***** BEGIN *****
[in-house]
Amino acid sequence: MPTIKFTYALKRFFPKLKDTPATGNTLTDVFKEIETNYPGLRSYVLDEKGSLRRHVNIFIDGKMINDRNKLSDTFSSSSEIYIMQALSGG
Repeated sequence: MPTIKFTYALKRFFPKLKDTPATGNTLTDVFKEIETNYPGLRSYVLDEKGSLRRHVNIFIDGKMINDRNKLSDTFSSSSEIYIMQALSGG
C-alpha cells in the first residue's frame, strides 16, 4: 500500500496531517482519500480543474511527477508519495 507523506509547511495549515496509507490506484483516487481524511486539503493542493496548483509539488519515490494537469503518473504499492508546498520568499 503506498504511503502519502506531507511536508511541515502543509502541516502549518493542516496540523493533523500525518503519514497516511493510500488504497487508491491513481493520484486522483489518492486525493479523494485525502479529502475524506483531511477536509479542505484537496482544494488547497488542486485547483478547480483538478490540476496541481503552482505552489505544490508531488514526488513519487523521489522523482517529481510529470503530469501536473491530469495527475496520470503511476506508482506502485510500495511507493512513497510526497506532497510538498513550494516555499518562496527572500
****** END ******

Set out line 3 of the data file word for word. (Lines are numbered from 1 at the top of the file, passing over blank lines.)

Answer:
Repeated sequence: MPTIKFTYALKRFFPKLKDTPATGNTLTDVFKEIETNYPGLRSYVLDEKGSLRRHVNIFIDGKMINDRNKLSDTFSSSSEIYIMQALSGG